I'll post a proper photo-log later this weekend with all the pics, and higher-resolution views.
I think you're likely to get a lot of short entries while i'm here. 8)
Last night we actually had dinner in the hotel - Hideyuki picked, and it was a fantastic chinese restaurant. Course after course of deliciousness. I went out for a quick walk (10 minutes, maybe) afterwards, but then i succumbed to bed - it being fiveAM body time finally caught up with me. (I went to bed around 10pm local time.)
I woke up at 5am local time here. It was clear i was going to sleep no more - i could have gotten up to go to the fish market, but given the day i have ahead, i'm glad i knew i could sleep as long as i wanted. So i got up, put on the house yukata, and brewed a cup of tea. When i'm done writing, i will shower and head out for a walk before meeting Tim and Frank for breakfast at 8am local time. I really want to eat some noodles, one way or another, today.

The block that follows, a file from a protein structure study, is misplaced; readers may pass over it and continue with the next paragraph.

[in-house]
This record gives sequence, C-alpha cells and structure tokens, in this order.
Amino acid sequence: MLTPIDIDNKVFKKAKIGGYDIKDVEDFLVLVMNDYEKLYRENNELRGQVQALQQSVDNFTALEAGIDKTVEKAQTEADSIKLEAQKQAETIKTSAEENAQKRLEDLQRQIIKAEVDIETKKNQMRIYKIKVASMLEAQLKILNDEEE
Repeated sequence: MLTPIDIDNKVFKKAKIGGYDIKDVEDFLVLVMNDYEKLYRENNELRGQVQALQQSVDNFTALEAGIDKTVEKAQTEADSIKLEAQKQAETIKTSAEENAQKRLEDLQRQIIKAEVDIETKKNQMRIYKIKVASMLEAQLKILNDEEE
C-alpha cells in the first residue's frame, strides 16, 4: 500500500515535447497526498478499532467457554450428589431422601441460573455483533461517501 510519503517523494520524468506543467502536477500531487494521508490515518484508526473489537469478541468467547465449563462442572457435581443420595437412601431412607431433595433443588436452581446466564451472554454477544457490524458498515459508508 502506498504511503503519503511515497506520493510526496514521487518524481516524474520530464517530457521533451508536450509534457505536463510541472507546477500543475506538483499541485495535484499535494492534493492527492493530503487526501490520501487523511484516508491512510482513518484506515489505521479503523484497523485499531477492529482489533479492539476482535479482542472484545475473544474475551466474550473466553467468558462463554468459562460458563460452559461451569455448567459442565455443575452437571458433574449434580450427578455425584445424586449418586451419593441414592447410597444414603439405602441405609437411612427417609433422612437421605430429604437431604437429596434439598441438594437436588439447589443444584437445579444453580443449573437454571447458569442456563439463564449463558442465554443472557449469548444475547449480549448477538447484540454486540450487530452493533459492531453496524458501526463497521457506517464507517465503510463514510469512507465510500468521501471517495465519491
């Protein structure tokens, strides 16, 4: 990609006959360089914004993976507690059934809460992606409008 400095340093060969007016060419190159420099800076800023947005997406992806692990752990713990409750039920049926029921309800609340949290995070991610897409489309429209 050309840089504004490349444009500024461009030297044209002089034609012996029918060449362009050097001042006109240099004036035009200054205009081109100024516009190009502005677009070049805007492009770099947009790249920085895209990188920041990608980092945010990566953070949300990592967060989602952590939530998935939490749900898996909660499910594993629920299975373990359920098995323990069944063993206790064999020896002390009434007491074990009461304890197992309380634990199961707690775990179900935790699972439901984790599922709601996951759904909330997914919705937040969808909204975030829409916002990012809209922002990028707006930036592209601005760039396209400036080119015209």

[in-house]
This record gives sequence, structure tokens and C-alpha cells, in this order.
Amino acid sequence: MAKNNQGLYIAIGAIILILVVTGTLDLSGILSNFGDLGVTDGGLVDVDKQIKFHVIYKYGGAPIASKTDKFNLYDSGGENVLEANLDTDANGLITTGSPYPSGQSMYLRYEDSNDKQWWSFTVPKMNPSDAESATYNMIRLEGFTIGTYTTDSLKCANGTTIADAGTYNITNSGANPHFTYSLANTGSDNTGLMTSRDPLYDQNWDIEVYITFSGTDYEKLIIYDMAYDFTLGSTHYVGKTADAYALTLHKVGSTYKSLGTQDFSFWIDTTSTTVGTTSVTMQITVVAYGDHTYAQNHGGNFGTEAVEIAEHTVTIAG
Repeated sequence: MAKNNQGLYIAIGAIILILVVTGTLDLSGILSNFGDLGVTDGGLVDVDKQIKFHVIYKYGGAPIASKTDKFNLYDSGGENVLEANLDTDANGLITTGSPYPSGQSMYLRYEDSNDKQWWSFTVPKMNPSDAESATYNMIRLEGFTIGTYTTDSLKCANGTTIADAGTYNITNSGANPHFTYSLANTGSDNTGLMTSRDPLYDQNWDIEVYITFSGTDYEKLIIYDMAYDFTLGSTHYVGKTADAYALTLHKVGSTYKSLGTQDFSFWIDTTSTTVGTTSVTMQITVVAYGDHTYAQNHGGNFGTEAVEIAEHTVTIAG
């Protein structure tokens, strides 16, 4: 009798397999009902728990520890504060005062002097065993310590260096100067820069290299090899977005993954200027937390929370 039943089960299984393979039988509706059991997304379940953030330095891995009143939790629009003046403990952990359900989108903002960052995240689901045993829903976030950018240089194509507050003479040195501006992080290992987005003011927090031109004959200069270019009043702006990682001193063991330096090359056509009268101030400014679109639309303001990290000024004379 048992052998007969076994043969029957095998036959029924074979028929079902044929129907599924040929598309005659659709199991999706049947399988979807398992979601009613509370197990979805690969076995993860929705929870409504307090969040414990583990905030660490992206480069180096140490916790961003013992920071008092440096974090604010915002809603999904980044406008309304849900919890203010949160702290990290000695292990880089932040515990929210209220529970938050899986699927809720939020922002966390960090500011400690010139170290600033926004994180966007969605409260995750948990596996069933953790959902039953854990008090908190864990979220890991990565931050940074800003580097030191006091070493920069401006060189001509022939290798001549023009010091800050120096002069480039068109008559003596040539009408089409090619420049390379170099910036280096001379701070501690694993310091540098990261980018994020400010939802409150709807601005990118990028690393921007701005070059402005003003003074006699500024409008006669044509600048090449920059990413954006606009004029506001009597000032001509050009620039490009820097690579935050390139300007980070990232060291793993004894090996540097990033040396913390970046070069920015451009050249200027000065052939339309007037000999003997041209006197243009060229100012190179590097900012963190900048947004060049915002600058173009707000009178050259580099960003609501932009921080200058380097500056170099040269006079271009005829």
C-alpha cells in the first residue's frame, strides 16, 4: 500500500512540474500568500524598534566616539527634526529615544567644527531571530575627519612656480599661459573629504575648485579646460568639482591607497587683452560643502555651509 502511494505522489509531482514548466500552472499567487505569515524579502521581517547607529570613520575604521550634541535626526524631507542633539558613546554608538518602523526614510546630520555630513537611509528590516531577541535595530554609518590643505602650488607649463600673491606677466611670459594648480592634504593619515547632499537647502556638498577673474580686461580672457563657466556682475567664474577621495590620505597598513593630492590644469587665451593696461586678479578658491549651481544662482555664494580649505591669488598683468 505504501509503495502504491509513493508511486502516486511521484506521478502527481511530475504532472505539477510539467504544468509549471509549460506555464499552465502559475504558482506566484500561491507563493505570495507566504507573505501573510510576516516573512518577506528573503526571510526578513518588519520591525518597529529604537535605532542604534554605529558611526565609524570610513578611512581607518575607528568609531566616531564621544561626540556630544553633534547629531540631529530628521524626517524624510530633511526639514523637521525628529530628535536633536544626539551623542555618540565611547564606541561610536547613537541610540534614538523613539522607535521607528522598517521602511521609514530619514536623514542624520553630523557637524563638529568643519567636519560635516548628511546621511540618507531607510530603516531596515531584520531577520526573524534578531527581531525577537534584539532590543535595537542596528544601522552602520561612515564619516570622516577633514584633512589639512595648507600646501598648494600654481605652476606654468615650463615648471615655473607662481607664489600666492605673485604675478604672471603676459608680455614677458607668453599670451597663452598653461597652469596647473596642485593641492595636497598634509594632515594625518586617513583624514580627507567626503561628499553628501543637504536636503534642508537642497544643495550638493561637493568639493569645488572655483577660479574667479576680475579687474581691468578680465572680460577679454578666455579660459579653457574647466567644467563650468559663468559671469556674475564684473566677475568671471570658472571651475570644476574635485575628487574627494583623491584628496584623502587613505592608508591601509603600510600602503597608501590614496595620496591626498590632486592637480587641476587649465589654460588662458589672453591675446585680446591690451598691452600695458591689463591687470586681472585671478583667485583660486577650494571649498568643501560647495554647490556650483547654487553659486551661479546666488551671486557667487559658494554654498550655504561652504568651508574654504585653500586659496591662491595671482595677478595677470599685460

Wow. Just Wow.
Where to start? I don't have long; i have to get ready to go out to dinner with nice japanese-speaking folks from Apple Japan shortly.
But the blue-roofed buildings and the rural-ish towns and going through Chiba-city on the train and the nutsiness that is the Shinjuku train station and the Green Toothbrush and the White Toothbrush in the bathroom, and the taxis where you don't touch the doors with your filthy filthy hands....
So much to take in. Pictures when i'm back from dinner, probably.
I can't believe i'm halfway around the world, in Tokyo. But i am.
So, on the going-to-Japan front, i thought it might be useful to learn at least a little Japanese (uh, a VERY little Japanese) before i head out. I don't expect wonders, and i don't expect to really understand others that much, but i would like to be able to at least greet people, use vaguely the correct form of thank you, ask if people speak English (or say i don't really understand Japanese), and ask people how to get somewhere. It seems polite. I might BE a crappy gaijin, but at least i'm one who made a wee effort to respect the place i'm visiting.